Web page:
While building your software product, it’s advisable to concurrently create software documentation.
With these documents, knowledge transfer becomes easier, meaning developers can easily collaborate, and users can quickly find the information they need.
That’s right—both developers and users benefit from software documentation. Software documentation isn’t just code documentation, and there’s more to it than troubleshooting guides.
In fact, there are two types of software documentation: internal and external. The former addresses developers within the company, whereas the latter is intended for end-users.
To find out more about this division, keep reading. This article explains all the differences between internal and external software documentation.
What Is Internal Software Documentation
If you’ve worked in software development, you’ve probably been presented with a product roadmap, stuck to a team schedule, and written code comments.
Such documents are usually utilized by developers while working on a software project and by developers only.
End-users are unlikely to see these texts simply because they wouldn’t benefit from them. Customers are interested in the software’s functionalities, not its development history.
Therefore, these documents are reserved exclusively for a company’s own employees. Hence the name: internal software documentation.
There are several reasons for composing such records, but the chief motivation is the following:
It’s much easier to find information when it’s written down and conveniently organized.
With abundant internal software documentation, developers won’t have to bother their teammates for explanations or spend hours deciphering the answer themselves.
Instead, all of the information will be indicated in the internal software documentation in one centralized location. Consequently, they’ll find the answers they need right away.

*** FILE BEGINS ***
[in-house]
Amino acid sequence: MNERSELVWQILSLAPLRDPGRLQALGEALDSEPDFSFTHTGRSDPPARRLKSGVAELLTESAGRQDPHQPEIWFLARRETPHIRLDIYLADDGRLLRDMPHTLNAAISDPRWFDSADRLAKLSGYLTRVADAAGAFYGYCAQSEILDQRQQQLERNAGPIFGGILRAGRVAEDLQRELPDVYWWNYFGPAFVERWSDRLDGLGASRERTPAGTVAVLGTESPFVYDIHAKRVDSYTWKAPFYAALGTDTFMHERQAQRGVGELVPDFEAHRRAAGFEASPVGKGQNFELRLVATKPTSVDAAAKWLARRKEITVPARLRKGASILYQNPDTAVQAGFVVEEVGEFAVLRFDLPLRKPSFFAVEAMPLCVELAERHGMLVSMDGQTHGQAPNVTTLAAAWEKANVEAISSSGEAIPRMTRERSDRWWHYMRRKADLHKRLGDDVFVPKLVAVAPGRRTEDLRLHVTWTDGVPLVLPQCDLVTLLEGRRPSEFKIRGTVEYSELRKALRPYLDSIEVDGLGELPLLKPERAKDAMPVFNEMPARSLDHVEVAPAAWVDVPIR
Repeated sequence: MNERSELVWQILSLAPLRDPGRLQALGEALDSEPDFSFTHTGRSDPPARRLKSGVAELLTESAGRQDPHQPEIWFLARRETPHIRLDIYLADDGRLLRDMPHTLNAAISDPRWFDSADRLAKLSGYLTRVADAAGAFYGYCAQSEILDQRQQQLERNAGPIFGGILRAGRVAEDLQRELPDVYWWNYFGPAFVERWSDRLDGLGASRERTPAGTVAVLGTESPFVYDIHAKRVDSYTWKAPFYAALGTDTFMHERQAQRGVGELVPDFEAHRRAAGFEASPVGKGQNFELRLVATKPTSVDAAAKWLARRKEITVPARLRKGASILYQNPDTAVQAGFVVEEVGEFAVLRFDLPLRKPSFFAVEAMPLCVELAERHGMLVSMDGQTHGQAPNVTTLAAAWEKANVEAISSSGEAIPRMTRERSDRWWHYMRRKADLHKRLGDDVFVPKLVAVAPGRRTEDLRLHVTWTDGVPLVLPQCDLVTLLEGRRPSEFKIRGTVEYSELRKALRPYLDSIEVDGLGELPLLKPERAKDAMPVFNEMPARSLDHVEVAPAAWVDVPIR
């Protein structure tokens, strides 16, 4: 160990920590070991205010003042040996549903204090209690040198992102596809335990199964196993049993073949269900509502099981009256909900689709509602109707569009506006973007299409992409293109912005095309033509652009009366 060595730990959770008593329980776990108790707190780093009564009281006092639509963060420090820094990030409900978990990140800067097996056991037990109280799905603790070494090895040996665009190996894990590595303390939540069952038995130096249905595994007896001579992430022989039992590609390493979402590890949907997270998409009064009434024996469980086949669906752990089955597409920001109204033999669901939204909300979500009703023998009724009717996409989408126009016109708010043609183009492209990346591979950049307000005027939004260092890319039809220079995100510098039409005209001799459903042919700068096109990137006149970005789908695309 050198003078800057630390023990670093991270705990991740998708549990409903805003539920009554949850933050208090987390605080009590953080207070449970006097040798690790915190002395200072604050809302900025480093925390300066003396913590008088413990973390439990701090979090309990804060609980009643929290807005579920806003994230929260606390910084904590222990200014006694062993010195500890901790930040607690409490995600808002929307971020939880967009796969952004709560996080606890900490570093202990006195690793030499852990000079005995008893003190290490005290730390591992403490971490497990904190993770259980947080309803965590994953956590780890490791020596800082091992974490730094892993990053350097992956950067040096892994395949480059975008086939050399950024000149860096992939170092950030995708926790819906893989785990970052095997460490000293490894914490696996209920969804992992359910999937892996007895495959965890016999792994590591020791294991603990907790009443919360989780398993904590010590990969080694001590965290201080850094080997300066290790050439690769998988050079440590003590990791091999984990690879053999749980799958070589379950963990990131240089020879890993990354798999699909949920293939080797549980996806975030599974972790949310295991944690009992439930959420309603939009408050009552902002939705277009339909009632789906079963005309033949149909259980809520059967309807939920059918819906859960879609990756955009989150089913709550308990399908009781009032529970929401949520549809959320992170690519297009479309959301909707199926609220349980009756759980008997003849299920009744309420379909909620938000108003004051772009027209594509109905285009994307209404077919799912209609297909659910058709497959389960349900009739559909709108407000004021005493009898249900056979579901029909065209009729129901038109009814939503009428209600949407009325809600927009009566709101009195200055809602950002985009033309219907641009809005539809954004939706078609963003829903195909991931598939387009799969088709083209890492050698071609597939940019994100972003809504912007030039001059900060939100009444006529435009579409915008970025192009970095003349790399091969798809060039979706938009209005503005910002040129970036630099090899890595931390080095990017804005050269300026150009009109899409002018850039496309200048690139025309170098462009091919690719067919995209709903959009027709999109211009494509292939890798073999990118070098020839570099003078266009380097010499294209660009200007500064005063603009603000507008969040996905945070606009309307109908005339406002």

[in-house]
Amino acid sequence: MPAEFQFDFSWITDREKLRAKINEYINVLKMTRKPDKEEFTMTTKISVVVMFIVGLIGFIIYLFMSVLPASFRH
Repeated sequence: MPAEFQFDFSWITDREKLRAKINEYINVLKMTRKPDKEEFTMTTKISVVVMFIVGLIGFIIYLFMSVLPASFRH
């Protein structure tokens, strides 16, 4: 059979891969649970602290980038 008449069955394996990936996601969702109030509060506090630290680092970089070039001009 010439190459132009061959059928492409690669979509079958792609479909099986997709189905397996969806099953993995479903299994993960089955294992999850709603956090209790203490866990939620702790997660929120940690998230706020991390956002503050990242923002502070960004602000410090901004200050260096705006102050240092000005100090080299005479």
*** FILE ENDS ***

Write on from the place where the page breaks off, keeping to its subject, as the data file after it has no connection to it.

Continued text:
Types of Internal Software Documentation
Depending on the context, purpose, and content, internal software documentation can be split into several different types.
There are so many variants for so many different situations, so segmenting the documentation versions helps create a clearer overview of the content.
The main types of internal software documentation are all displayed in the visual below:
All four types are invaluable to software development teams, and each brings its own benefits and advantages.
The following sections will provide further details concerning every documentation type so that you can familiarize yourself with their characteristics and application.
You’ll likely find a use for all of them.
Have your junior developers ever asked about the code review process? Have new QA employees ever inquired after testing strategies?
If they have, you would have greatly benefited from process documentation.
These articles detail all your company’s policies and procedures.
Typically formatted as tutorials or checklists, process documentation describes every step of a specific company practice or operation.
For example, here’s process documentation on the Scrum framework:
Any newcomers to the Scrum methodology won’t have to ask others to explain or search for answers online.
Instead, the process documentation should describe all critical Scrum processes (as pertaining to your company).
That way, employees can learn how their business applies Scrum independently.